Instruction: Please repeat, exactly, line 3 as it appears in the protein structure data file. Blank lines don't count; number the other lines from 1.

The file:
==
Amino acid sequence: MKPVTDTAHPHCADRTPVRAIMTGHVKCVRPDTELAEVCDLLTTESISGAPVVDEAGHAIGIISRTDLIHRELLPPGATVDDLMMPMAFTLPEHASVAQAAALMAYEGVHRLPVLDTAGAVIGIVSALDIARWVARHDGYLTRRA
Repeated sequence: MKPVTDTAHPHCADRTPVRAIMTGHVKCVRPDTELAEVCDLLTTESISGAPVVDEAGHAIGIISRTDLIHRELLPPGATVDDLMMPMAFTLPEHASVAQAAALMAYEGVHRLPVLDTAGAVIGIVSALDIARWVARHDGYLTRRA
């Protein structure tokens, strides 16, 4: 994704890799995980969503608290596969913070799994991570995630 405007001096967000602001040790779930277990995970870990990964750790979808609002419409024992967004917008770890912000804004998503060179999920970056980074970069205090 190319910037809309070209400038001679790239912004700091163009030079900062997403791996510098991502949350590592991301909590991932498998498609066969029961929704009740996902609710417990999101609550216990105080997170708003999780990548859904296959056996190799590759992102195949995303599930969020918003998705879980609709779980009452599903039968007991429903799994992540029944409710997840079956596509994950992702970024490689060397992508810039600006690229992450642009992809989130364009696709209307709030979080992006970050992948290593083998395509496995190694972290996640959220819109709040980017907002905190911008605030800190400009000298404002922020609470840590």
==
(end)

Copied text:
């Protein structure tokens, strides 16, 4: 994704890799995980969503608290596969913070799994991570995630 405007001096967000602001040790779930277990995970870990990964750790979808609002419409024992967004917008770890912000804004998503060179999920970056980074970069205090 190319910037809309070209400038001679790239912004700091163009030079900062997403791996510098991502949350590592991301909590991932498998498609066969029961929704009740996902609710417990999101609550216990105080997170708003999780990548859904296959056996190799590759992102195949995303599930969020918003998705879980609709779980009452599903039968007991429903799994992540029944409710997840079956596509994950992702970024490689060397992508810039600006690229992450642009992809989130364009696709209307709030979080992006970050992948290593083998395509496995190694972290996640959220819109709040980017907002905190911008605030800190400009000298404002922020609470840590």